Overall, data finds smoking ban positive
Publication Date: 1/3/2011
- Publication:Lansing State Journal
A New Year's Eve protest over the state's May 1, 2010, smoking ban should not sway lawmakers or citizens. Michigan must not back away from a law that makes workplaces safer and that will eventually help reduce the negative costs of smoking for everyone...
That said, there's little doubt the ban is hurting some businesses, especially taverns that serve liquor. A state Treasury Department report released in December found that such businesses saw a 1.57 percent drop in sales tax payments to the state from June to September 2010 compared with the same months in 2009. From November through May, the same businesses had seen a 0.10 percent increase. They also saw a 3.1 percent drop in on premises liquor sales from May to August 2010, but had been seeing a 1.6 percent drop before the ban, from October to April. And they saw a 13 percent drop in Michigan Lottery "club games" such as pull tabs from May through September 2010.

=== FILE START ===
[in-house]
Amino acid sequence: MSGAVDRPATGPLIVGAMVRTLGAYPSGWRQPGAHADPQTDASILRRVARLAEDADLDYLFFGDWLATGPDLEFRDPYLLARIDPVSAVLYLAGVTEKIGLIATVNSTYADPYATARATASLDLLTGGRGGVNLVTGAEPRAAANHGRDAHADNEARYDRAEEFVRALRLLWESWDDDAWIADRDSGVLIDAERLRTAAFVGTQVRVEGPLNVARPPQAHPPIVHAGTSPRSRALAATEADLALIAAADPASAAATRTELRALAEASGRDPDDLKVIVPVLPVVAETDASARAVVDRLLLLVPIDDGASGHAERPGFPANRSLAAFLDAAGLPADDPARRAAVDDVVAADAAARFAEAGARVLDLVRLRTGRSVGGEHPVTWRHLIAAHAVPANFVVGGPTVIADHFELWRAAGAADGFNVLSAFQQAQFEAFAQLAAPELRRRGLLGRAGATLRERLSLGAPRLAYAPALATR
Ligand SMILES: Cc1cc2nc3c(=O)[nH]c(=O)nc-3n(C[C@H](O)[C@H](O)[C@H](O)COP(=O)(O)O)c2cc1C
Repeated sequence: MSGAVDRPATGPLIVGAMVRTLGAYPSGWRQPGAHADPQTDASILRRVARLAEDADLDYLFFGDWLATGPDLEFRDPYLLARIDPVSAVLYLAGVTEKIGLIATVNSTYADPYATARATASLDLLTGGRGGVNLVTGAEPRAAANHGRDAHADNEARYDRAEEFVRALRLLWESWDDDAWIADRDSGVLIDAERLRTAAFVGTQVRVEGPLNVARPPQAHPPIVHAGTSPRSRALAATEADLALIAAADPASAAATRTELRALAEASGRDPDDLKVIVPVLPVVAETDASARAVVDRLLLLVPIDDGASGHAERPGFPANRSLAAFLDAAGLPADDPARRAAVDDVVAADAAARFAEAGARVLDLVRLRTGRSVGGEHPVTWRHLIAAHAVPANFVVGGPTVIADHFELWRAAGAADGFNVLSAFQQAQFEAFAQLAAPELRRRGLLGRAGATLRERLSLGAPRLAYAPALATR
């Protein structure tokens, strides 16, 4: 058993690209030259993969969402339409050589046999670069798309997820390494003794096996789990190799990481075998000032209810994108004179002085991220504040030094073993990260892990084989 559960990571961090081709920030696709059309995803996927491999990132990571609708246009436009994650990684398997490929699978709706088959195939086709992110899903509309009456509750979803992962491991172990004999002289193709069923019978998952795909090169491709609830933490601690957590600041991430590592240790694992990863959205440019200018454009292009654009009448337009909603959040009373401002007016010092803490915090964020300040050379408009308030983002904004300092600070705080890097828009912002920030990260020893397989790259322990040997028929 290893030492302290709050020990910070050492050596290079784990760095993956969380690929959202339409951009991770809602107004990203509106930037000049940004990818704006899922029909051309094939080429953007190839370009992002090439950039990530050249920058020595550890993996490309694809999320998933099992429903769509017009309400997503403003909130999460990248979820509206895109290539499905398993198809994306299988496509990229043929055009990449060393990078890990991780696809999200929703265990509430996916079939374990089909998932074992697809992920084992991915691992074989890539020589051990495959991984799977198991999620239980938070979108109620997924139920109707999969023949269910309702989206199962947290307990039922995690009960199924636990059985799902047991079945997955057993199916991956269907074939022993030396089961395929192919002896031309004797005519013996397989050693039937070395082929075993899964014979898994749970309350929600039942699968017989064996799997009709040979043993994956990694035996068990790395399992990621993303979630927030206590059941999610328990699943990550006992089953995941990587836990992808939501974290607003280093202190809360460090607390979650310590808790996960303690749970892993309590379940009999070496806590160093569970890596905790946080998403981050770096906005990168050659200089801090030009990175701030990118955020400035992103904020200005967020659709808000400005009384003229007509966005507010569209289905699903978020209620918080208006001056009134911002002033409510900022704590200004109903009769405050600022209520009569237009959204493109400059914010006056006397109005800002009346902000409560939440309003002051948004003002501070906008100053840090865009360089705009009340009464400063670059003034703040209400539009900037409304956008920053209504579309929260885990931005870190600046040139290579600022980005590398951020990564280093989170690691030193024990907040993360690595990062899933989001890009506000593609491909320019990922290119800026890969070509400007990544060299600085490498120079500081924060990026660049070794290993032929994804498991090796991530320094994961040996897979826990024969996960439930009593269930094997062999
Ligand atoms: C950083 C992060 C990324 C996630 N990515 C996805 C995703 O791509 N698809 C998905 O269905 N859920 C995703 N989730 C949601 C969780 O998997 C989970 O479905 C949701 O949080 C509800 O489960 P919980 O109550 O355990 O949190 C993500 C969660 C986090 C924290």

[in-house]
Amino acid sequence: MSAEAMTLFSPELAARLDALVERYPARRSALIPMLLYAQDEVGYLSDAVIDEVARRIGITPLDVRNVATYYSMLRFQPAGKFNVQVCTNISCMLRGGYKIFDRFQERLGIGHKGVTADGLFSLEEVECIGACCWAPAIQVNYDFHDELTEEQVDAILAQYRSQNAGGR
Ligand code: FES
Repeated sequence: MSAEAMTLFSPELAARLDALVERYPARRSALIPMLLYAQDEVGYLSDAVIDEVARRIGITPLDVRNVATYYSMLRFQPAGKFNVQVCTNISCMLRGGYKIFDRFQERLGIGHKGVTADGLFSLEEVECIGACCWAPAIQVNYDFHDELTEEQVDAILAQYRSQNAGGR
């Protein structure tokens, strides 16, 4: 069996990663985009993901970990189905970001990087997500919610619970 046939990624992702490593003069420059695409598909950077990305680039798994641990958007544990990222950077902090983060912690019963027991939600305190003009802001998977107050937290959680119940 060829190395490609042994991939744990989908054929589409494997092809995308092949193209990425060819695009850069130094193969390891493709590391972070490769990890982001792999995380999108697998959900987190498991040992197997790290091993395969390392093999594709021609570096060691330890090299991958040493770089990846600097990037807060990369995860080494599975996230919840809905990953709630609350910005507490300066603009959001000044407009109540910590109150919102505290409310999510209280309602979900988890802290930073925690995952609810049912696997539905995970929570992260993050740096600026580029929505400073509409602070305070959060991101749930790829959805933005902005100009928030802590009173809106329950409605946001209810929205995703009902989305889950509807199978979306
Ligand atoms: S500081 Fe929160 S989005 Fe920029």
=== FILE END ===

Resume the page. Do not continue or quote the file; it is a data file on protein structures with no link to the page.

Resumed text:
That said, almost every other category of the food and beverage business in Michigan saw year-over-year gains in taxable sales after the smoking ban went into effect.
Taverns with wine and beer only were up 1.54 percent; family restaurants, up 4.24 percent; fast food restaurants, up 1.77 percent; night clubs, up 0.19 percent. Overall, food and beverage sales tax collections were up 2.48 percent year-over-year in the months following the ban. And cigarette sales, measured in actual cigarettes sold, dropped 6.3 percent in June through October.
It's preliminary data, but the positives far outweigh the negatives. Keep the ban.